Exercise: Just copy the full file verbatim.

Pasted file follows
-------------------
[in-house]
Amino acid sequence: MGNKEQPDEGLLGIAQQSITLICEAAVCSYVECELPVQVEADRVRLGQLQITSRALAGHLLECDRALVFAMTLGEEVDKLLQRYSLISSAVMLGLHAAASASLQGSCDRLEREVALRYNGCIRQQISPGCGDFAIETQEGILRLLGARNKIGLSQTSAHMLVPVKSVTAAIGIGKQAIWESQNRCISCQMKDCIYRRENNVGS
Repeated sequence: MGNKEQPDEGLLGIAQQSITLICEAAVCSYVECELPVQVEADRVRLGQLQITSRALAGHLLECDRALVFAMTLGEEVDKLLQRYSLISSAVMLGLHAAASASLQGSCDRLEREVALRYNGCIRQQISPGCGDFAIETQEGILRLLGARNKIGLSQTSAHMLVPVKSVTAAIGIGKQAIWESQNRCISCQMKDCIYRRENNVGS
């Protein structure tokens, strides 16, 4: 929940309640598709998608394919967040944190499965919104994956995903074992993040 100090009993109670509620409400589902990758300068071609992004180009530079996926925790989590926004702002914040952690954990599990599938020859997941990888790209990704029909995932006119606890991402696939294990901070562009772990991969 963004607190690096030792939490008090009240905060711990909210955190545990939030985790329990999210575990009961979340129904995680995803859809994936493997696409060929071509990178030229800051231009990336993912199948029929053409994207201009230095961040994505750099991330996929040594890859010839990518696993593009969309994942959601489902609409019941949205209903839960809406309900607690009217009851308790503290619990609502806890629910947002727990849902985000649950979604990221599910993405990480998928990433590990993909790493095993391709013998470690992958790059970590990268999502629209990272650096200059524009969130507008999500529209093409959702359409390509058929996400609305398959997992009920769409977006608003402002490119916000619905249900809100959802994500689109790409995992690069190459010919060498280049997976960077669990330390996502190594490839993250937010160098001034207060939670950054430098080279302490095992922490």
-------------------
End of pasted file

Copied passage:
[in-house]
Amino acid sequence: MGNKEQPDEGLLGIAQQSITLICEAAVCSYVECELPVQVEADRVRLGQLQITSRALAGHLLECDRALVFAMTLGEEVDKLLQRYSLISSAVMLGLHAAASASLQGSCDRLEREVALRYNGCIRQQISPGCGDFAIETQEGILRLLGARNKIGLSQTSAHMLVPVKSVTAAIGIGKQAIWESQNRCISCQMKDCIYRRENNVGS
Repeated sequence: MGNKEQPDEGLLGIAQQSITLICEAAVCSYVECELPVQVEADRVRLGQLQITSRALAGHLLECDRALVFAMTLGEEVDKLLQRYSLISSAVMLGLHAAASASLQGSCDRLEREVALRYNGCIRQQISPGCGDFAIETQEGILRLLGARNKIGLSQTSAHMLVPVKSVTAAIGIGKQAIWESQNRCISCQMKDCIYRRENNVGS
């Protein structure tokens, strides 16, 4: 929940309640598709998608394919967040944190499965919104994956995903074992993040 100090009993109670509620409400589902990758300068071609992004180009530079996926925790989590926004702002914040952690954990599990599938020859997941990888790209990704029909995932006119606890991402696939294990901070562009772990991969 963004607190690096030792939490008090009240905060711990909210955190545990939030985790329990999210575990009961979340129904995680995803859809994936493997696409060929071509990178030229800051231009990336993912199948029929053409994207201009230095961040994505750099991330996929040594890859010839990518696993593009969309994942959601489902609409019941949205209903839960809406309900607690009217009851308790503290619990609502806890629910947002727990849902985000649950979604990221599910993405990480998928990433590990993909790493095993391709013998470690992958790059970590990268999502629209990272650096200059524009969130507008999500529209093409959702359409390509058929996400609305398959997992009920769409977006608003402002490119916000619905249900809100959802994500689109790409995992690069190459010919060498280049997976960077669990330390996502190594490839993250937010160098001034207060939670950054430098080279302490095992922490």